Style Suggestions: Winter Scarves

Just as you’d never wear your leather bomber on the slopes or your puffy ski jacket to the office — unless you’re reading this in Montreal and it’s minus 30°C, in which case, carry on! — the right scarf needs to match your coat in colour, style and texture. Here are five scarves that will see you through every possible permutation of the season, no matter which part of the country you live in. All wrapped up and somewhere to go.

Whether heli-boarding B.C.’s backcountry, tubing on Montreal’s Mount Royal or tobogganing in Toronto’s Riverdale Park, you need a scarf that’s warm, moisture-wicking and won’t pill from rubbing against your weekend stubble. The Icebreaker Mayfair scarf is made of 100 per cent New Zealand merino wool for durability and comfort. And for peace of mind, the eco-sensitive company’s innovative “Baacode” allows you to pinpoint the exact flock that produced your particular piece with just a few clicks on its website. $49.99

Work Week
A fine-gauge wool trench is the winter uniform of choice in the corporate world — except perhaps in Vancouver, where a regular rain trench is often protection enough from the elements. Either way, you’re sporting a crisp, tailored garment, one that requires an equally soigné and subtle accessory. Roots’ Parisian scarf is knit with super-soft baby alpaca yarn that lends itself well to the knot that bears its name. Simply fold the scarf in half, place it around your neck, put the loose end through the loop, and tighten. $78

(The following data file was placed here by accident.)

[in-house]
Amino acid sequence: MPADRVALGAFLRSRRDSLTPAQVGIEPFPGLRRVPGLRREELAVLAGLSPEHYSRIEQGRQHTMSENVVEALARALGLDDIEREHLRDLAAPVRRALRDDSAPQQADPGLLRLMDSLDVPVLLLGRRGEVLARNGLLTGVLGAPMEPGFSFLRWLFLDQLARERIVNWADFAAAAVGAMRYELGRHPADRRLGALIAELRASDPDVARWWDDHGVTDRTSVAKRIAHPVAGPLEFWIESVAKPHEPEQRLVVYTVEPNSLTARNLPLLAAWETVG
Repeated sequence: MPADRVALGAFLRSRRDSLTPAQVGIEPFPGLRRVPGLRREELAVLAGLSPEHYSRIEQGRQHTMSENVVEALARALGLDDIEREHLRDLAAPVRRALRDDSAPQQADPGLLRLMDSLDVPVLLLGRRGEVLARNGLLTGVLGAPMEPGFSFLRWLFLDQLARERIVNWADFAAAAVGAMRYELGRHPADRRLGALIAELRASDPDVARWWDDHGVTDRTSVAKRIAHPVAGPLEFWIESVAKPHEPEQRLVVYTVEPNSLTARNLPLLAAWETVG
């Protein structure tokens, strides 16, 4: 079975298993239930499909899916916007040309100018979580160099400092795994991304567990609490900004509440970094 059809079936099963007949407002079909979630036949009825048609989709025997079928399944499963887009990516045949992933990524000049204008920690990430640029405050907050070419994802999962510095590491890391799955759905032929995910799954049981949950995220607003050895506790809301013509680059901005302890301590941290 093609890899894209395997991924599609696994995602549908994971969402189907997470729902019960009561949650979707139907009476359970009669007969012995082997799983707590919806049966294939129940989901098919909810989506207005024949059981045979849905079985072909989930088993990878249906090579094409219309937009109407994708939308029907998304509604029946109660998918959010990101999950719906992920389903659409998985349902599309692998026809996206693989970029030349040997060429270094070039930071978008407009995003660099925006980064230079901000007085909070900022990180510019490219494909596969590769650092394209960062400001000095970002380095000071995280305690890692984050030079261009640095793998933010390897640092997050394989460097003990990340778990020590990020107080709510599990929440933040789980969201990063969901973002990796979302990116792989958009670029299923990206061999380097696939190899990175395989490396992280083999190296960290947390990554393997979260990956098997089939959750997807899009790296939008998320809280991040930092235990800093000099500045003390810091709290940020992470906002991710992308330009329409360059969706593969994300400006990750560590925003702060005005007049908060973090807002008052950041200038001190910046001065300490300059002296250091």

You may not want to risk leaving it at coat check, but Burberry’s Military Check scarf is the perfect pick-me-up for your club-hopping leather bomber when you’re looking to pick up on the weekend. Made of a combination of merino wool and cashmere, its slightly crinkled texture is playfully scruffy but impeccably stylish. $325

Politically Correct
The keffiyeh, a traditional, square, fringed Middle Eastern head covering, became a controversial fashion trend in the early 1990s, as it was also a symbol of Palestinian resistance. The scarf’s recent resurgence has since sparked outrage and boycotts in post-9/11 America. Three Vancouver-based designers are hoping to tone down the angry rhetoric with a decidedly Canadian re-invention, the Teh Scarf. In a bid to promote peace and tolerance, Israeli-born Noam Dehan and Iranian Canadians Hossein Irani and Mehrdad Kharejaki have replaced the scarf’s geometric designs with interlocking maple leafs. $25

Few scarves are as iconic, tasteful and colourful as a signature stripe from British designer Paul Smith. Equally at home with a simple parka or a camel hair coat, the designs range from every possible colour in the rainbow to more muted stripes, depending on how sartorially adventurous the wearer wants to be. $160 – $175

Image courtesy of Jeff Hubbard.


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